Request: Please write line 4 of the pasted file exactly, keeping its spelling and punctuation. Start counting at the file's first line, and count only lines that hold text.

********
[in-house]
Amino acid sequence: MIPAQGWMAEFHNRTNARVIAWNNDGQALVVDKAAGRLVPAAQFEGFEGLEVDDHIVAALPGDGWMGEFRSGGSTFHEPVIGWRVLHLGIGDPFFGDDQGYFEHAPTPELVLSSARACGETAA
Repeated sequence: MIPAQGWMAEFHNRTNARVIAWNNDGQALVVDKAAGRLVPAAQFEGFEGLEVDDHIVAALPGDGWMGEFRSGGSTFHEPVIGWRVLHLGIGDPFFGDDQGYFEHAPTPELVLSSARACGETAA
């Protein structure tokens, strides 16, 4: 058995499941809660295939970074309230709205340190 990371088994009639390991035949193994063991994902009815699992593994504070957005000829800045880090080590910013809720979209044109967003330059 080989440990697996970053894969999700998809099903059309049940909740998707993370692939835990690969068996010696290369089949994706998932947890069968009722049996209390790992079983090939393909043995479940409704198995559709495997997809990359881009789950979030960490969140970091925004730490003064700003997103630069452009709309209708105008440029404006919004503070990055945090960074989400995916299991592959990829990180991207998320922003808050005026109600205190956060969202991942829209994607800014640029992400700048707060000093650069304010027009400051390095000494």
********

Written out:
């Protein structure tokens, strides 16, 4: 058995499941809660295939970074309230709205340190 990371088994009639390991035949193994063991994902009815699992593994504070957005000829800045880090080590910013809720979209044109967003330059 080989440990697996970053894969999700998809099903059309049940909740998707993370692939835990690969068996010696290369089949994706998932947890069968009722049996209390790992079983090939393909043995479940409704198995559709495997997809990359881009789950979030960490969140970091925004730490003064700003997103630069452009709309209708105008440029404006919004503070990055945090960074989400995916299991592959990829990180991207998320922003808050005026109600205190956060969202991942829209994607800014640029992400700048707060000093650069304010027009400051390095000494």